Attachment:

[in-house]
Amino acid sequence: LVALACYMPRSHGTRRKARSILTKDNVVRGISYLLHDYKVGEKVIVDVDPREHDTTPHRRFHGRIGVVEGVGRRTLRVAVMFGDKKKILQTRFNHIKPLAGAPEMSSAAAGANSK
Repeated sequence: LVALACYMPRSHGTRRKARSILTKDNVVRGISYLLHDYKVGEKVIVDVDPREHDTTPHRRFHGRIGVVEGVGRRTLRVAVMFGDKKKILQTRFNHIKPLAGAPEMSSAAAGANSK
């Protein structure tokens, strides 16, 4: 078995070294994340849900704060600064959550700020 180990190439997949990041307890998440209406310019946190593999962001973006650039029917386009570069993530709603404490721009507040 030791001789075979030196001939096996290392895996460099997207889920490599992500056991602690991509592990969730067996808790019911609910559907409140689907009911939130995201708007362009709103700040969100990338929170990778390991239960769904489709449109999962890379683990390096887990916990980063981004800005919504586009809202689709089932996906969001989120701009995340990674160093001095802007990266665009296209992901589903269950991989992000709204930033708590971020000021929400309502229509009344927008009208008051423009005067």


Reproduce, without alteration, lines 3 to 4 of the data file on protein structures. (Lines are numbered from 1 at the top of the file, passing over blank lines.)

Repeated sequence: LVALACYMPRSHGTRRKARSILTKDNVVRGISYLLHDYKVGEKVIVDVDPREHDTTPHRRFHGRIGVVEGVGRRTLRVAVMFGDKKKILQTRFNHIKPLAGAPEMSSAAAGANSK
């Protein structure tokens, strides 16, 4: 078995070294994340849900704060600064959550700020 180990190439997949990041307890998440209406310019946190593999962001973006650039029917386009570069993530709603404490721009507040 030791001789075979030196001939096996290392895996460099997207889920490599992500056991602690991509592990969730067996808790019911609910559907409140689907009911939130995201708007362009709103700040969100990338929170990778390991239960769904489709449109999962890379683990390096887990916990980063981004800005919504586009809202689709089932996906969001989120701009995340990674160093001095802007990266665009296209992901589903269950991989992000709204930033708590971020000021929400309502229509009344927008009208008051423009005067």